CNA1991 likes this.
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    Oh and for reference, my salary is $9.50 an hour plus $25 each night I sleep over.
    CNA1991 likes this.
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    I take it that you haven't experienced any training about culture change in LTC? Doing things like cooking meals, taking residents to doctor's appointments, doing their laundry, all of that is a part of culture change and many facilities are going to this model in order to preserve as much of a home-like atmosphere as possible for their residents (Google Eden Alternative and you'll see what I mean).
    MedChica likes this.
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    Many agencys in my area use what they call "Home Health Aids" or "Personal Care Assistances" essentialy untrained staff to provide for non-health related needs of the clients. These services aren't covered by most ins plans so the patient/family must foot the bill, but it frees up the CRNAs on staff to provide for the tasks they were trained for.
    If you hire at a job that requires you to provide for these needs as part of your job-you get what you ask for. I would be sure you get a clear definition of your job description before you take on these duties. What if your car fails while you are transporting a patient- are you responsible for the cost of a taxi or rental? How about a wreck- does your car ins cover a vehicle used as a comercial transport? If your patient gets ill from food you prepared (do you buy it) are you covered by your employer? There are a lot of liability questions I'd want spelled out in the job you describe.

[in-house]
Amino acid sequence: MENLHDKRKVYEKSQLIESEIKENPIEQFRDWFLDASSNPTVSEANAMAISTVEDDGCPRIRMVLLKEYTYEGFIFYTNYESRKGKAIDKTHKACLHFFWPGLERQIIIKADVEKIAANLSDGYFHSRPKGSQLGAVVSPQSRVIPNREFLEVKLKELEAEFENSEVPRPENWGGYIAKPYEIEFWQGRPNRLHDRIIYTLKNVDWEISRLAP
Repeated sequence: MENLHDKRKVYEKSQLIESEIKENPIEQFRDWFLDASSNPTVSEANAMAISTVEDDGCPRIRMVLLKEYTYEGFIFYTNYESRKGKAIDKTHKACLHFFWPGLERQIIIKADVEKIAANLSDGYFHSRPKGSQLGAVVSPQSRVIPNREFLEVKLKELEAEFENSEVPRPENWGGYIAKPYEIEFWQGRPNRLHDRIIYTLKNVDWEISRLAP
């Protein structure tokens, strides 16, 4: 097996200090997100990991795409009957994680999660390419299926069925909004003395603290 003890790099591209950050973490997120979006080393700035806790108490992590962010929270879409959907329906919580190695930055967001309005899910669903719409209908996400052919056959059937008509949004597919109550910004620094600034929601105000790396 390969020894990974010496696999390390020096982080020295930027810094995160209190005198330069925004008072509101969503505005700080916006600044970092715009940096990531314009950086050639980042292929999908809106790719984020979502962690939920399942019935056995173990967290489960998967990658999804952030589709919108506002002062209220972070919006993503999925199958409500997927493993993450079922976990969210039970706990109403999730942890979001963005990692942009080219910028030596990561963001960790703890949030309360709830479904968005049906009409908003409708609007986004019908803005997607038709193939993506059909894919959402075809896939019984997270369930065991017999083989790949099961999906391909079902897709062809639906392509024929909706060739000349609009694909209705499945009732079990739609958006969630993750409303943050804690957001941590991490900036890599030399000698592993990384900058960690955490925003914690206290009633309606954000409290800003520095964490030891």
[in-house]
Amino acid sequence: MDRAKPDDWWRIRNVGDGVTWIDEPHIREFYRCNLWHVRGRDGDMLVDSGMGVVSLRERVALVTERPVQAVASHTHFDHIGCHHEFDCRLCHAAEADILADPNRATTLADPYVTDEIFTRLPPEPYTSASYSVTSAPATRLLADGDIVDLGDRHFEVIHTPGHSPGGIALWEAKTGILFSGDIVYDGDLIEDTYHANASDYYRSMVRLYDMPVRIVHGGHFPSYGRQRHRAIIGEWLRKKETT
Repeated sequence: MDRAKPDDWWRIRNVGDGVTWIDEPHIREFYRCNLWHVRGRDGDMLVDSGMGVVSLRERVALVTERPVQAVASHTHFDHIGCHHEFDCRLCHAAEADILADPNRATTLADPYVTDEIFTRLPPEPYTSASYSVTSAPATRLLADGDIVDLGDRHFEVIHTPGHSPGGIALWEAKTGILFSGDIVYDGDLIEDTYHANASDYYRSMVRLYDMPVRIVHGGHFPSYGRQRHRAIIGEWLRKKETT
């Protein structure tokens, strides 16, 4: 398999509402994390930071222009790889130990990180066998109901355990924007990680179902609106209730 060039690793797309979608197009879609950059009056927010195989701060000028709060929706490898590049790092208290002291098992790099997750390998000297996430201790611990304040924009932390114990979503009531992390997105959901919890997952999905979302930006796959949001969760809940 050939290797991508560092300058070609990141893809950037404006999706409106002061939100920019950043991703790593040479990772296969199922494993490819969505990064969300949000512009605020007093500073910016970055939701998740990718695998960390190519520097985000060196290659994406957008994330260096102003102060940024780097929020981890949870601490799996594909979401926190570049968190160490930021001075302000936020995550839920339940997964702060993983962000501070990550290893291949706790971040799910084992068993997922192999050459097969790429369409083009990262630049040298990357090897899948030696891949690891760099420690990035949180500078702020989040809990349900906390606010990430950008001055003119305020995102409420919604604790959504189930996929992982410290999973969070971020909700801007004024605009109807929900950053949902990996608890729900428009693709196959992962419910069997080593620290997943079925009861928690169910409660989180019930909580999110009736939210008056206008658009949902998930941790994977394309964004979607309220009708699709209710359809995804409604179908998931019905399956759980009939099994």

On the other side- I hear RNs whine all the time " I didn't go to school for 5 years to wipe butts and make beds, yadda, yadda, yadda.." Given a choice, most people wouldn't depend on others to provide for thier personal needs or errands, illness sometimes makes them depend on others, but seeing to the whole needs of the whole person is what makes Nursing a unique profession.
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    i am a LPN now goin on for my RN this fall...you can bet you A&& i will be wiping AS*S......
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    I've pretty much done Home Healthcare since becoming a CNA with a little bit of staffing on the side. I don't mind cooking and cleaning, I just mind when the client expects me to cook like a chef or clean like a professional maid. If they want maid service, then they should hire a maid, not a CNA. If they want biscuits like their mother made them, then they should call their mother up. Before I got this new position I was only getting paid $9.00/hr to get on my hands and knees and scrub floors, now I'm lucky enough to get paid $10-$12/hr.